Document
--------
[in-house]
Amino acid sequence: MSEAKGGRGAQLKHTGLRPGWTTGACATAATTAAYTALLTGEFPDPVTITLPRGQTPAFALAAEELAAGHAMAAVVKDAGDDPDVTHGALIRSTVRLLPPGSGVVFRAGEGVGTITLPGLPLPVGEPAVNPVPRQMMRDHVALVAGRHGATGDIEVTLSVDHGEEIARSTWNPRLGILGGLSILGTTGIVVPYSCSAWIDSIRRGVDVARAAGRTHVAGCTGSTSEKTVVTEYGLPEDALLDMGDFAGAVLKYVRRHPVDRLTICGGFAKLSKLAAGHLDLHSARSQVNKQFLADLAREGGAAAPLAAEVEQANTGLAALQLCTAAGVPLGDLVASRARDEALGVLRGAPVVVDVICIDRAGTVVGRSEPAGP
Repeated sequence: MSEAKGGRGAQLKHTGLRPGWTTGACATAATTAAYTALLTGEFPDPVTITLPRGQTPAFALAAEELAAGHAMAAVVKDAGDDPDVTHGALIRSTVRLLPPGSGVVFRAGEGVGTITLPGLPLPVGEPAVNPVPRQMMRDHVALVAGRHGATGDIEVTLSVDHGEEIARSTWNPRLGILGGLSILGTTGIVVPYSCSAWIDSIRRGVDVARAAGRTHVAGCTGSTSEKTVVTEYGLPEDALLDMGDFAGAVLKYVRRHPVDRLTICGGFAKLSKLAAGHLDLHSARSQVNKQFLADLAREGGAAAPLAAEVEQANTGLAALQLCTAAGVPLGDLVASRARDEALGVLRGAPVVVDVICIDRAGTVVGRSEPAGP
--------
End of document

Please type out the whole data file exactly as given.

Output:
[in-house]
Amino acid sequence: MSEAKGGRGAQLKHTGLRPGWTTGACATAATTAAYTALLTGEFPDPVTITLPRGQTPAFALAAEELAAGHAMAAVVKDAGDDPDVTHGALIRSTVRLLPPGSGVVFRAGEGVGTITLPGLPLPVGEPAVNPVPRQMMRDHVALVAGRHGATGDIEVTLSVDHGEEIARSTWNPRLGILGGLSILGTTGIVVPYSCSAWIDSIRRGVDVARAAGRTHVAGCTGSTSEKTVVTEYGLPEDALLDMGDFAGAVLKYVRRHPVDRLTICGGFAKLSKLAAGHLDLHSARSQVNKQFLADLAREGGAAAPLAAEVEQANTGLAALQLCTAAGVPLGDLVASRARDEALGVLRGAPVVVDVICIDRAGTVVGRSEPAGP
Repeated sequence: MSEAKGGRGAQLKHTGLRPGWTTGACATAATTAAYTALLTGEFPDPVTITLPRGQTPAFALAAEELAAGHAMAAVVKDAGDDPDVTHGALIRSTVRLLPPGSGVVFRAGEGVGTITLPGLPLPVGEPAVNPVPRQMMRDHVALVAGRHGATGDIEVTLSVDHGEEIARSTWNPRLGILGGLSILGTTGIVVPYSCSAWIDSIRRGVDVARAAGRTHVAGCTGSTSEKTVVTEYGLPEDALLDMGDFAGAVLKYVRRHPVDRLTICGGFAKLSKLAAGHLDLHSARSQVNKQFLADLAREGGAAAPLAAEVEQANTGLAALQLCTAAGVPLGDLVASRARDEALGVLRGAPVVVDVICIDRAGTVVGRSEPAGP